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‘Governments must speak out’: U.S. State Department Releases Annual Report On International Religious Freedom; Criticizes China, Afghanistan, Nigeria

‘Governments must speak out’: U.S. State Department Releases Annual Report On International Religious Freedom; Criticizes China, Afghanistan, Nigeria

‘Governments must speak out’: U.S. State Department Releases Annual Report On International Religious Freedom; Criticizes China, Afghanistan, Nigeria

(L) Burned Rikkos church in Nigeria (Image credit: MikeBlyth is licensed under CC BY-NC-SA 2.0.) (R) Nigerian Christian Woman sits with one of her children. (Image credit: ConDevCenter is licensed under CC BY-NC-ND 2.0.)
(L) Burned Rikkos church in Nigeria (Image credit: MikeBlyth is licensed under CC BY-NC-SA 2.0.) (R) Nigerian Christian Woman sits with one of her children. (Image credit: ConDevCenter is licensed under CC BY-NC-ND 2.0.)
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The US State Department released its annual International Religious Freedom reports Thursday afternoon, detailing the deteriorating religious freedom conditions in China, Afghanistan, Nigeria and more.

With over 2,000 pages full of individual stories and statistics, the State Department unpacked religious freedom conditions in over 200 countries throughout 2021 as part of its annual report required by the 1998 International Religious Freedom Act.

“The report gives voice to countless individuals around the world who have been killed, beaten, threatened, harassed or jailed for seeking to exercise their beliefs in accordance with the dictates of their conscience,” stated Rashad Hussain, U.S. Ambassador-at-Large For International Religious Freedom. “Governments must speak out and protect the vulnerable and marginalized.”

The countries cited with religious freedom violations in the reports are extensive. In Eritrea, members of unregistered, protestant Christian groups are jailed and forced to renounce their faith. In Saudi Arabia, it remains illegal to practice any religion outside Islam. India has seen a distinct rise in attacks on churches. Pakistan’s blasphemy laws have sentenced several to death.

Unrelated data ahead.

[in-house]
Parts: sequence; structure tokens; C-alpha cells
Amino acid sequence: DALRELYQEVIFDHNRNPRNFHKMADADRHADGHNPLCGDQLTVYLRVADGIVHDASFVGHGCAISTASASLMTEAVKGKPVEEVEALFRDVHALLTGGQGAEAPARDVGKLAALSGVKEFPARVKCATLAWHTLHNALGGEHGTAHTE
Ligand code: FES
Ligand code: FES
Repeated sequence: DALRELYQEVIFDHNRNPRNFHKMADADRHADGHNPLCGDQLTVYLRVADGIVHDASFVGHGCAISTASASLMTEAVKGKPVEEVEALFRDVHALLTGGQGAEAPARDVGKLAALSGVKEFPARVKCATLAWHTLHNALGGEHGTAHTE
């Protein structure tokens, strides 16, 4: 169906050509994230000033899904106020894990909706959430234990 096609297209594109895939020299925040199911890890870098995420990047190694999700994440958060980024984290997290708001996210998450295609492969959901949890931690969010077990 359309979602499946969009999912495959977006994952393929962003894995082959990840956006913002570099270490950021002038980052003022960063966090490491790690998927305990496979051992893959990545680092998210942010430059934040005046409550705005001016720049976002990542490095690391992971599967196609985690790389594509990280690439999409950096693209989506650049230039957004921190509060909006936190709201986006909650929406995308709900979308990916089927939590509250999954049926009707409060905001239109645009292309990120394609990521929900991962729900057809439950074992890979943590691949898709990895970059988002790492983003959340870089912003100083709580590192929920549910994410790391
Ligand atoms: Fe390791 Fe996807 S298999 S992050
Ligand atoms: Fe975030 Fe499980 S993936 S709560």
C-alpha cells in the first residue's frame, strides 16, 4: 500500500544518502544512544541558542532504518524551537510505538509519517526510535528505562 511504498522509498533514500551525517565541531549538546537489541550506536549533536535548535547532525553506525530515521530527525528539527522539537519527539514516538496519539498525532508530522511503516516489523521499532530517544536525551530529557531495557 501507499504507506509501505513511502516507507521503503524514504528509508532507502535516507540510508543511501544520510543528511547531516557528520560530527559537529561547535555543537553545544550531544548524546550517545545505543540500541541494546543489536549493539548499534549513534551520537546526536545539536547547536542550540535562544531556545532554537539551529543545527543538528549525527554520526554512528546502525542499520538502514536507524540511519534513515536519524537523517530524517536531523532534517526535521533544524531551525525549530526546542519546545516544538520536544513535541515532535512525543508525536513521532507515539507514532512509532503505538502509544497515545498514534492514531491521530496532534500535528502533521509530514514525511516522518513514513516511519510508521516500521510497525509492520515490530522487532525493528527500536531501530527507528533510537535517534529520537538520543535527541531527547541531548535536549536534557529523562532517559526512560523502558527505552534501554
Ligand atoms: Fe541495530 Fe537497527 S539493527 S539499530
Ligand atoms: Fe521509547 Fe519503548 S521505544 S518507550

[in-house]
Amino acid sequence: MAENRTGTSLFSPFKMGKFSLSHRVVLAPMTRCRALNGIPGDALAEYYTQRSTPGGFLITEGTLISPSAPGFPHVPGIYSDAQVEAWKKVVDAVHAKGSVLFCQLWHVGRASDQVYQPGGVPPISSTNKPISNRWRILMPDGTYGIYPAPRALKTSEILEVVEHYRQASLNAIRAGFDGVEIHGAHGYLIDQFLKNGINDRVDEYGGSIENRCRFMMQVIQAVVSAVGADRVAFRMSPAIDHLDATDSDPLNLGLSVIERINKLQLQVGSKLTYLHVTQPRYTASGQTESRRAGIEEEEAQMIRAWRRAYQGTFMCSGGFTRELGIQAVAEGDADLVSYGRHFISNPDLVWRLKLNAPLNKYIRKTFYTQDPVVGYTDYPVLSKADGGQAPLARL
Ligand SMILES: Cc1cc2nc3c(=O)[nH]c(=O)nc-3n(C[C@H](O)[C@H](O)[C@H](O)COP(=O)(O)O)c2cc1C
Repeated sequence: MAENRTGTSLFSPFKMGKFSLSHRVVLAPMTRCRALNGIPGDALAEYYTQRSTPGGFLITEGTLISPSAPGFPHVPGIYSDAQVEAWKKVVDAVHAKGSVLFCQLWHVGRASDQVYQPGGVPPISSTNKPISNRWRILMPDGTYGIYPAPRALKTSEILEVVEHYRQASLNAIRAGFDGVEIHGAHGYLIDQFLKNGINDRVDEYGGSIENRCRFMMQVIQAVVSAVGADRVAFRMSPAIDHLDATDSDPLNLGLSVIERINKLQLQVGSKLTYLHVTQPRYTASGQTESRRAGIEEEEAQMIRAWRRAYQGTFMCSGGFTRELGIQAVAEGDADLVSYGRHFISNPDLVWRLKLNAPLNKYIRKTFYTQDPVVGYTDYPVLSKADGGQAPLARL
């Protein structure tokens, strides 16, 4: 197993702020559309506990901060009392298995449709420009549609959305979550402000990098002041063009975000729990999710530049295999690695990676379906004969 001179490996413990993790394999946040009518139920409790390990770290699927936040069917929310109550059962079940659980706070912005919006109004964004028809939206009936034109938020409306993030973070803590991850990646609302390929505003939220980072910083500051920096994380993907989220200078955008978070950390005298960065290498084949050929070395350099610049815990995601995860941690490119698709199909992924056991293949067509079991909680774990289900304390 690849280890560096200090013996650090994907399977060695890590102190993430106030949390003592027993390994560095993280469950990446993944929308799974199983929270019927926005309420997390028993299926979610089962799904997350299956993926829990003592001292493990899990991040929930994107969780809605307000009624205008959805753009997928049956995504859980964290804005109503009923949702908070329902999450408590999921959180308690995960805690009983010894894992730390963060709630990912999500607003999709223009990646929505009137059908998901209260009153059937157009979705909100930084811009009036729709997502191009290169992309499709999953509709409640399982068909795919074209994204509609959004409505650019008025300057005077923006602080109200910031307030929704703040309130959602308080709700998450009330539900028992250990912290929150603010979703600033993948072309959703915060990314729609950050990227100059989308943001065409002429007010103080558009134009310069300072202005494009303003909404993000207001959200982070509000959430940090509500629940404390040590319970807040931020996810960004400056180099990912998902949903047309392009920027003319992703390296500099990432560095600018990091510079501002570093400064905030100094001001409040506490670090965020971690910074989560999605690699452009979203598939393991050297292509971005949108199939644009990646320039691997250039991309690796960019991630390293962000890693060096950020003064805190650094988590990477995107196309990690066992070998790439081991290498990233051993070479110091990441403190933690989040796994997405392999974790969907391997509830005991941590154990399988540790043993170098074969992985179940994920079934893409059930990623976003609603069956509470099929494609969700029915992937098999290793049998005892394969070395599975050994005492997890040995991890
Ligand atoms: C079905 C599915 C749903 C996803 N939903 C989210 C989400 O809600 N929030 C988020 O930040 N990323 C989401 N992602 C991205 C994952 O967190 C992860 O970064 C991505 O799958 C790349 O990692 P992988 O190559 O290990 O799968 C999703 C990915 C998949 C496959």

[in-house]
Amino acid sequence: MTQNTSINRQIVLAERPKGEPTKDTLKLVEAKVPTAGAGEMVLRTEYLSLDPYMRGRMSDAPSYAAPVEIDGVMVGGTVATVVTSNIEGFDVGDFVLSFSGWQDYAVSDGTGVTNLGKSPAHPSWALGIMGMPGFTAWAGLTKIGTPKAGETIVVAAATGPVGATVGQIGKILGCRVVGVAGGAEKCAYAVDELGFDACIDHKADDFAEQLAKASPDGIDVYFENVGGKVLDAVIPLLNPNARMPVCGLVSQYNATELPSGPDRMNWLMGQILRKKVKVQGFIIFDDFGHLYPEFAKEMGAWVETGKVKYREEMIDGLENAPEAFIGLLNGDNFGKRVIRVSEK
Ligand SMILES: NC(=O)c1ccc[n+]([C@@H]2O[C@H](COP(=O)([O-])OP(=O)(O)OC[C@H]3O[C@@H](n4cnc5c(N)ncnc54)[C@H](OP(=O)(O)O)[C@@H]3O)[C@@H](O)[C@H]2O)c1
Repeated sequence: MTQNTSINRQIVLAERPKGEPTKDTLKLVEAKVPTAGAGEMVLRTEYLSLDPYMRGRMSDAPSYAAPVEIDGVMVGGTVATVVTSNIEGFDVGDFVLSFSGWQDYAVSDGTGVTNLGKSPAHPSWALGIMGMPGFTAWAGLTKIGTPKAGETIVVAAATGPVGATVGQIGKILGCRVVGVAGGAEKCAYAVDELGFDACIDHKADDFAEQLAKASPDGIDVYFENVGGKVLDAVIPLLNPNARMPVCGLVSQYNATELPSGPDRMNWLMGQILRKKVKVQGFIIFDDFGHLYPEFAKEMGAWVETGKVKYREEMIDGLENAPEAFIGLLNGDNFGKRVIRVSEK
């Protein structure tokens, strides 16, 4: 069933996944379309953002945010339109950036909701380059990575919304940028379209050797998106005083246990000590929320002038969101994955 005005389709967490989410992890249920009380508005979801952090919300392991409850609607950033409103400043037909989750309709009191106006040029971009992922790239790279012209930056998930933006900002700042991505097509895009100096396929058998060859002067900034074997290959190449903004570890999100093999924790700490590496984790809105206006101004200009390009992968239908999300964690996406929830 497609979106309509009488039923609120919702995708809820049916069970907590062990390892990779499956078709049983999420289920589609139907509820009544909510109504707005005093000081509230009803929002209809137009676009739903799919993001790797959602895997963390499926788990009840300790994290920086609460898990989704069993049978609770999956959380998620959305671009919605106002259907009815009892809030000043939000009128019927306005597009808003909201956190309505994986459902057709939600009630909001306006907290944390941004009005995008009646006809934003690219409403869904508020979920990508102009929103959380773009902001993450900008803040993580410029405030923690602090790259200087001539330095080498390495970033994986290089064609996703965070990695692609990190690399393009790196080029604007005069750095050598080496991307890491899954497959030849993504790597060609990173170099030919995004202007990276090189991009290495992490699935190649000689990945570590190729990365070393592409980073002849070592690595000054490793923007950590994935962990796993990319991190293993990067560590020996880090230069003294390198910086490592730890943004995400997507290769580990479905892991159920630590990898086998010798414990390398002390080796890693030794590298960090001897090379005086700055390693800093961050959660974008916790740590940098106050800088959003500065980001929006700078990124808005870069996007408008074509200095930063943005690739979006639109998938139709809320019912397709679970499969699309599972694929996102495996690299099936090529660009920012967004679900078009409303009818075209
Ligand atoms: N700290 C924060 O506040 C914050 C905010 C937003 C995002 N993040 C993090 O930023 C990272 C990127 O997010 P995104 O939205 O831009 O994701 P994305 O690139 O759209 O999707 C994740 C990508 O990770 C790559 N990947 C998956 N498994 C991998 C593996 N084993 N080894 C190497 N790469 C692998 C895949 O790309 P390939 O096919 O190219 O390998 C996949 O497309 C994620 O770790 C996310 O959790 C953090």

Here are some of the State Department’s findings:

China: “a glaring example”

Throughout 2021, China tightened and expanded the red tape surrounding Christian leaders, houses of worship, Christian literature and online content. 

In May 2021, the State Administration of Religious Affairs (SARA) issued new regulations requiring all clergy and church leadership to pledge their allegiance to the Chinese Communist Party and the values of socialism. The regulations also created a database of “religious personnel” to “track their performance.” Church leaders, both Catholic and Protestant, who belonged to unregistered churches were not granted “clergy cards.”

Authorities continued to remove crosses from the exteriors of churches. Many times under the guise of COVID-19, CCP officials shut down churches and at the same time restricted online worship. The printing and distribution of the Bible also continued to be limited. 

Children under the age of 18 are not permitted to participate in religious activities, such as church, or attend religious schools. Under SARA, Religious schools and universities are required to teach CCP ideology, “including required classes on Xi Jinping Thought, ideological and political theory, and socialism.”

Additional SARA regulations state that religious activity “‘must not harm national security’ or support ‘religious extremism.’” However, “religious extremism” is left undefined.